Now, that doesn't mean, as we move forward, they won't, but it's clear the super PAC spending certainly hasn't helped Jeb Bush. The attacks by elite conservative media haven't done anything to stop Donald Trump. And when you look just at the overall polling, the number of people in the Republican primary who say we want somebody who has zero experience in governing is over 50 percent.
JEFFREY BROWN: Is there anyone on the Republican side — Amy picked Scott Walker as her, what happened to him?
Is there anybody on your side that doesn't get much attention now that you keep wondering why not?
TAMARA KEITH: Well, on the Democratic side, covering the Democrats, there was a time when you really thought Martin O'Malley would catch fire, and he just never has.
He has stayed in the low single digits the whole time. He's the Maryland governor, former Maryland governor. And he on paper looks like a perfect candidate.
JEFFREY BROWN: You still have to tell us that, right, which is a sign right there.
AMY WALTER: Exactly.
TAMARA KEITH: Yes. He still has incredibly low name I.D. He still is just working hard and not really getting anywhere. And it's kind of surprising.
JEFFREY BROWN: So, fast forward. Now we are going to look ahead a little bit.
AMY WALTER: Yes.
JEFFREY BROWN: Iowa is less than — well, about a month away. Right? Do you still think, as we sit here now, that these first primaries are — well, how important are they? Are they all-important?
AMY WALTER: They are still very important.
JEFFREY BROWN: Very important.
AMY WALTER: They are still very important. Let me underline.
AMY WALTER: I still think they are going to winnow the field down.
We're not going to have all these 13 candidates now on the Republican side. And we may lose Martin O'Malley, too. But I think the real question is going to be, what does Donald Trump do if he doesn't win one of those early states? Our assumptions about this race have always centered around Donald Trump. Where is he? Is he first? Is he going to be, you know, running as an independent candidate? What is his message? How are the candidates reacting to him?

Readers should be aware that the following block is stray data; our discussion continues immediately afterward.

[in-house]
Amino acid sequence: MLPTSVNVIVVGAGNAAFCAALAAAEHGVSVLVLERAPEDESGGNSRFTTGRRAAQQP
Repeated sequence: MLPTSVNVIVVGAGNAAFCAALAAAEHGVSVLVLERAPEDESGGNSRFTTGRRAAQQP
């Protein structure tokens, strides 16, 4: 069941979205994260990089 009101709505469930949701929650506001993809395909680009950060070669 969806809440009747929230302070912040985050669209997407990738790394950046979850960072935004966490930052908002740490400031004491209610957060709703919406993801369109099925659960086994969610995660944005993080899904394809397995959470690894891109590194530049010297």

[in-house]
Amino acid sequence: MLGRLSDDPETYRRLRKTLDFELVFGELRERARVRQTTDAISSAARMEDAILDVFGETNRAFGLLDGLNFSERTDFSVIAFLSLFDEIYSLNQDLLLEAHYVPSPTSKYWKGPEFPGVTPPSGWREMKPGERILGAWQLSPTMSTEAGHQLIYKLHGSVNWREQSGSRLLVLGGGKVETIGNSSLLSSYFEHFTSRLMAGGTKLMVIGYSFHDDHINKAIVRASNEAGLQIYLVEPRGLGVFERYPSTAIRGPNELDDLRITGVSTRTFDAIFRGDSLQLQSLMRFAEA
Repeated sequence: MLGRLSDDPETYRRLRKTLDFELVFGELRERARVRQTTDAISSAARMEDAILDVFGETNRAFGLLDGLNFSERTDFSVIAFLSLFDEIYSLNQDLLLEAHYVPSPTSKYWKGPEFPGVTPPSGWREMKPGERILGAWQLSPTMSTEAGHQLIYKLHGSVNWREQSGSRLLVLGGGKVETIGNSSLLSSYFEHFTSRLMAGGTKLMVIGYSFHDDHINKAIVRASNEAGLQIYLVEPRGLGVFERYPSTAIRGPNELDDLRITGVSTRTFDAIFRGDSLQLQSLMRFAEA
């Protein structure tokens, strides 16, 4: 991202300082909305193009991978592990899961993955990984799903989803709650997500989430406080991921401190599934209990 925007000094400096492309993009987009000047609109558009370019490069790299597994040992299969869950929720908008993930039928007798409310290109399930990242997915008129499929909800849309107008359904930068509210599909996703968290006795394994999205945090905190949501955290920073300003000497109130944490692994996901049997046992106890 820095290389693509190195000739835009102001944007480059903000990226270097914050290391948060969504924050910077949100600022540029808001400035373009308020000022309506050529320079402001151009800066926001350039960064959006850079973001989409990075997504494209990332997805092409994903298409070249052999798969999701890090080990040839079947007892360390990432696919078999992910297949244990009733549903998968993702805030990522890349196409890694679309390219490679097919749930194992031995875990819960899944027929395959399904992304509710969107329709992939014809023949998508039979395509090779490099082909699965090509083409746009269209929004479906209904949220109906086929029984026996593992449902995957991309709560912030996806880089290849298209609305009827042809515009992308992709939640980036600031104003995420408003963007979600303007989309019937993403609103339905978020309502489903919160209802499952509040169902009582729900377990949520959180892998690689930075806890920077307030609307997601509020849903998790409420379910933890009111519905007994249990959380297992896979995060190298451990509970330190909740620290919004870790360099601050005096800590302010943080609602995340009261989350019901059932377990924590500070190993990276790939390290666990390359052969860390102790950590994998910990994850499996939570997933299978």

If he doesn't win an Iowa or a New Hampshire, the entire premise of his campaign has now collapsed, right? The entire premise of his campaign is, I'm a winner, and you're all losers, I'm in first, you are not.
What he decides to do is also going to have an impact on what happens to the rest of these candidates.
JEFFREY BROWN: What do you see happening?
TAMARA KEITH: My crystal ball is hazy.
JEFFREY BROWN: Come on, come on. How many of these faces?
TAMARA KEITH: I think that Amy is right. There will be far fewer faces after Iowa and New Hampshire.
And I think, also, Super Tuesday is very heavily weighted to Southern states and I think that it is going to change the dynamic. And it's hard to campaign in all of those states. It takes money and it takes hard money, not just super PAC money.
AMY WALTER: Yes.
And what we know from the past campaigns — and I know they haven't been a good guide in this election, because everything we seem to have learned last time isn't happening this time.
JEFFREY BROWN: Which I forced you to say at the beginning.
AMY WALTER: I know. See, I can admit where I wasn't so clear on my crystal ball.
JEFFREY BROWN: All right.
AMY WALTER: But here's what we know.
We know that the events that start to happen when voters start voting really accelerates the process. All the polls that we have had up until now, all the assumptions that we have had up until now, they can change overnight, when voters actually start casting ballots.
JEFFREY BROWN: OK. We will be back next week, the new year. Happy new year.
AMY WALTER: Thank you.
JEFFREY BROWN: Amy Walter, Tamara Keith, thanks so much.
AMY WALTER: Thanks.
TAMARA KEITH: Thank you.